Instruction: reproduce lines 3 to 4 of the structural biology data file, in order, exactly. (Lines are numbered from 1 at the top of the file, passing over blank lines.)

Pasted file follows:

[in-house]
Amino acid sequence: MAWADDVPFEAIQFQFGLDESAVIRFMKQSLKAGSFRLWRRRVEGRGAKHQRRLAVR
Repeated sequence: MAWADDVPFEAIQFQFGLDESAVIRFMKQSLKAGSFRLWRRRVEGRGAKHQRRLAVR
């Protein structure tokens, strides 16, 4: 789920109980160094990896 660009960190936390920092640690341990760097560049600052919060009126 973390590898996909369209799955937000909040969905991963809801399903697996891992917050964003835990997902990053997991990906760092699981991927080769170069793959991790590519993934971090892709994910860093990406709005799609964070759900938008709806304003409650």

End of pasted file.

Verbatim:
Repeated sequence: MAWADDVPFEAIQFQFGLDESAVIRFMKQSLKAGSFRLWRRRVEGRGAKHQRRLAVR
């Protein structure tokens, strides 16, 4: 789920109980160094990896 660009960190936390920092640690341990760097560049600052919060009126 973390590898996909369209799955937000909040969905991963809801399903697996891992917050964003835990997902990053997991990906760092699981991927080769170069793959991790590519993934971090892709994910860093990406709005799609964070759900938008709806304003409650």